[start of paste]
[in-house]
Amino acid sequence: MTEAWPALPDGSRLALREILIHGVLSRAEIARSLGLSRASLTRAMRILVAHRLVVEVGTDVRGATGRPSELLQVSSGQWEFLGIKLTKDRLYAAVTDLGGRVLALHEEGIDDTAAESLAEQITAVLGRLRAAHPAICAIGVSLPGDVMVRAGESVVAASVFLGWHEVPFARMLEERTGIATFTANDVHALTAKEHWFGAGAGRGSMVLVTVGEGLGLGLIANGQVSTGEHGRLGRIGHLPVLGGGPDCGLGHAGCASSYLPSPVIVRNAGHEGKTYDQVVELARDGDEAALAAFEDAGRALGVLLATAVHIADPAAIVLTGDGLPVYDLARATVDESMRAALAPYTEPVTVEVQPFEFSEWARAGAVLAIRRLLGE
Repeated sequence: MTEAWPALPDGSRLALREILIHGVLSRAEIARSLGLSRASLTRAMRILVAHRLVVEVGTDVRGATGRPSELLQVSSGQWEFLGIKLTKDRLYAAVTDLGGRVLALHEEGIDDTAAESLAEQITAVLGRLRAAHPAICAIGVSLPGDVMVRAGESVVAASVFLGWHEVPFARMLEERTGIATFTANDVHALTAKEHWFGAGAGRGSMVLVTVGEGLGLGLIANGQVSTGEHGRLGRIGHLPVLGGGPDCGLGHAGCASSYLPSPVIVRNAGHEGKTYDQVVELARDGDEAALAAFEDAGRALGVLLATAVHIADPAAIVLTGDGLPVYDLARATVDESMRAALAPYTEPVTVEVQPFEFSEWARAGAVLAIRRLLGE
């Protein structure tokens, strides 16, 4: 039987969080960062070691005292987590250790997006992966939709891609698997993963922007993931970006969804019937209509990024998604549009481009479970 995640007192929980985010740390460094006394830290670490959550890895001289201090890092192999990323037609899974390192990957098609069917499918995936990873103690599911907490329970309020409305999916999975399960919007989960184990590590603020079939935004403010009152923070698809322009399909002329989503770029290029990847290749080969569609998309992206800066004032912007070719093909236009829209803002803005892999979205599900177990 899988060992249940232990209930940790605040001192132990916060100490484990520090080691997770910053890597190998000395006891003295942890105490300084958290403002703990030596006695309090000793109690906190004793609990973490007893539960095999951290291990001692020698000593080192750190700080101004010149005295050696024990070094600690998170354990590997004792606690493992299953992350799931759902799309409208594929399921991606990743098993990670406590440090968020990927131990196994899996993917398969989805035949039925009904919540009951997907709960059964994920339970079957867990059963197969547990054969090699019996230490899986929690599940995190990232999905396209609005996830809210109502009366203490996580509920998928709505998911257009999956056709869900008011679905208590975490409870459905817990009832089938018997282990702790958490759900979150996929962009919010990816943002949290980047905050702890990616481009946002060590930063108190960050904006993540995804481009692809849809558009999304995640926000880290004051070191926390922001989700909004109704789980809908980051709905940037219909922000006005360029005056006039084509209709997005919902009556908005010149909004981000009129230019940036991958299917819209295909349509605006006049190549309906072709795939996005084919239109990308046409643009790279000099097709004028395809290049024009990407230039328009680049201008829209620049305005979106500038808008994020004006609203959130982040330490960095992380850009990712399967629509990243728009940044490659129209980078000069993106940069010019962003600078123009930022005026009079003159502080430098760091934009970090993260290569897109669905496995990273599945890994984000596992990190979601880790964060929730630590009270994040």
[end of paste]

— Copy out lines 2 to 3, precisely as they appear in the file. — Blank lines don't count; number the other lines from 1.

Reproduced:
Amino acid sequence: MTEAWPALPDGSRLALREILIHGVLSRAEIARSLGLSRASLTRAMRILVAHRLVVEVGTDVRGATGRPSELLQVSSGQWEFLGIKLTKDRLYAAVTDLGGRVLALHEEGIDDTAAESLAEQITAVLGRLRAAHPAICAIGVSLPGDVMVRAGESVVAASVFLGWHEVPFARMLEERTGIATFTANDVHALTAKEHWFGAGAGRGSMVLVTVGEGLGLGLIANGQVSTGEHGRLGRIGHLPVLGGGPDCGLGHAGCASSYLPSPVIVRNAGHEGKTYDQVVELARDGDEAALAAFEDAGRALGVLLATAVHIADPAAIVLTGDGLPVYDLARATVDESMRAALAPYTEPVTVEVQPFEFSEWARAGAVLAIRRLLGE
Repeated sequence: MTEAWPALPDGSRLALREILIHGVLSRAEIARSLGLSRASLTRAMRILVAHRLVVEVGTDVRGATGRPSELLQVSSGQWEFLGIKLTKDRLYAAVTDLGGRVLALHEEGIDDTAAESLAEQITAVLGRLRAAHPAICAIGVSLPGDVMVRAGESVVAASVFLGWHEVPFARMLEERTGIATFTANDVHALTAKEHWFGAGAGRGSMVLVTVGEGLGLGLIANGQVSTGEHGRLGRIGHLPVLGGGPDCGLGHAGCASSYLPSPVIVRNAGHEGKTYDQVVELARDGDEAALAAFEDAGRALGVLLATAVHIADPAAIVLTGDGLPVYDLARATVDESMRAALAPYTEPVTVEVQPFEFSEWARAGAVLAIRRLLGE